They say the “devil is in the details,” and that proved true for us during the COVID-19 pandemic. 

While we felt confident in our business contingency plans prior to the crisis – and we took many steps to keep our essential service going when the pandemic struck – we hadn’t fully considered the diverse communication needs of our employees. That led to misinterpreted messages in our workplace, which ultimately brought our operations to a sudden halt this past summer. 

And, our experience offers important lessons to other companies that want to prepare for any “what if?” scenario that could hurt their business. 

A no-nonsense, pre-pandemic approach 

Our setback during the pandemic is surprising, since a year ago we really felt prepared for any emergency that could come along. As an ISO 9001 company, we had a pandemic response plan in place since 2017. That made it relatively easy to act when the pandemic hit. We had a supply of gloves and masks, we installed physical partitions to separate staff, and we quickly re-assigned nine of 45 staff to work from home with IP phones and remote access.

Everything was going fine for the first six months, until suddenly everything changed: One staff member called in sick and we sent another home when that individual felt unwell. Within days, they both tested positive for COVID-19 and we had to enact our response plan. 

We gathered our team to share the news. I could see the fear on their faces. Trying to maintain a calm, ‘matter of fact’ tone, we emphasized that, although the facility would be closed and deep cleaned, everyone would be paid. We explained that they must all go for COVID-19 tests or quarantine themselves if they were exposed to infected co-workers (eight people began self-isolating at home). Working closely with Toronto Public Health (TPH), our HR staff kept in touch with each employee to record their negative test results, which fortunately determined that the virus had not spread within our company.

But it was too soon to breathe a sigh of relief. A few days later, a Ministry of Labour representative showed up to investigate an employee complaint about the adequacy of our pandemic response. We were floored! 

After the Ministry and TPH inspected the facility and reviewed our polices and processes, they provided us with no recommendations and determined that the COVID-19 cases had originated outside the facility.  While this was reassuring – and within weeks we were able to fully resume our operations – I couldn’t help but ask myself, “What could we have done better?” and “Why would an employee complain when we thought we had done a good job?”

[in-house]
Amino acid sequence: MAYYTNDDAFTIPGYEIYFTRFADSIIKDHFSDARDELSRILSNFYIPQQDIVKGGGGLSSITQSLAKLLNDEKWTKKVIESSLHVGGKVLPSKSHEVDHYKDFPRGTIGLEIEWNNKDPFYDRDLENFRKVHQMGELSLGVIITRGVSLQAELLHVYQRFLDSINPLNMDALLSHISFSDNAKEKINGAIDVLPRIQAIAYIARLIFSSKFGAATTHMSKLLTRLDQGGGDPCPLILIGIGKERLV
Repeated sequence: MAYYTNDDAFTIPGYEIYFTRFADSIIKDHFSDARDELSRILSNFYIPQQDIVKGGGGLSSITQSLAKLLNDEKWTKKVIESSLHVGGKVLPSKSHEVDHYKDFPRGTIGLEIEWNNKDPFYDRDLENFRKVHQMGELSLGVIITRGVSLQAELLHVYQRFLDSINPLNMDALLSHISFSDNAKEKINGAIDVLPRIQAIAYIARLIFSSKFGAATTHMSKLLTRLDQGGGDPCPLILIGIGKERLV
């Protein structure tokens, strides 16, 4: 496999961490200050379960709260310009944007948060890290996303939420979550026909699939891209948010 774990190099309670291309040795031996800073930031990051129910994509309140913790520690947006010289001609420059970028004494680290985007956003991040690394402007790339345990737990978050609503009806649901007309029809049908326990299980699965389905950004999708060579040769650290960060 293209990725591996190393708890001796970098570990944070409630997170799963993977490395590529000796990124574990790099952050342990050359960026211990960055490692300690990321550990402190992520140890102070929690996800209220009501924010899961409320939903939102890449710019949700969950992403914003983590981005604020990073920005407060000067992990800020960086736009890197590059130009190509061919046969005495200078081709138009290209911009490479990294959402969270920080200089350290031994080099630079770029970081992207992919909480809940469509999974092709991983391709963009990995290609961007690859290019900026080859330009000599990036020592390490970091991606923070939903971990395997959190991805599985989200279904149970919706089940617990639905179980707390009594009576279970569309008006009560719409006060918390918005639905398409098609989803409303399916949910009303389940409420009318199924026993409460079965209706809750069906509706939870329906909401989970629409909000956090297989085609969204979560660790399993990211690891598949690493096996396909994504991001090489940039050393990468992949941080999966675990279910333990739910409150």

Communication gaps in our plans

After much thought, I realize that a few communications kinks impaired our carefully-made pandemic plans. Here are five things I wish we had done to improve our employee communications during this crisis.

  1. Read your audience and set the right tone: When we first communicated the outbreak to employees, we took a calm, factual tone. Although we thought that was reassuring, it didn’t help panicky staff. Some interpreted our tone as taking the situation lightly. We should have better gauged their feelings and showed more empathy, acknowledging that this was scary for everyone.
  2. Understand human nature and offer reassurance: In a crisis, not everyone will admit how they feel or raise their hand if they have doubts. Just like how good presenters say, “There is no silly question,” you need to repeatedly remind staff that it’s okay to speak up or admit a mistake, and that the company “has their back”. This will promote honest, two-way communication.
  3. Be sensitive to privacy: When authorities investigated our outbreak, they had to call at-risk employees for contact tracing. Some staff found these calls invasive and frightening. Looking back, I wish we had pro-actively called our employees first to explain that they soon would hear from TPH and why, to help defuse employee surprise and worry.
  4. Consider cultural differences: In any multicultural workplace, take cultural and linguistic differences into account to ensure your message gets through. With employees for whom English is a second language, use easy-to-understand terms and descriptions. And, keep in mind that some persons may be distrustful of government or health officials based on their past experiences.
  5. Speak to their brains and hearts: The pandemic showed us that crisis communication needs to balance emotions and facts. Not only do employees need reassurance, they need clear, substantive information. This was evident when we tried to reintegrate previously-ill employees after their quarantines ended. We needed to convince nervous employees that we were following all the scientific and health recommendations by the experts to make them comfortable getting back to work, alongside their colleagues. 

By doing these things, we could have better achieved employee buy-in to the plans, nipped rumours in the bud, restarted our operation smoothly, and improved long-term employee loyalty to the company.  Although I hope that none of us face a crisis like the pandemic again, I’ll certainly be applying these learnings going forward at our company.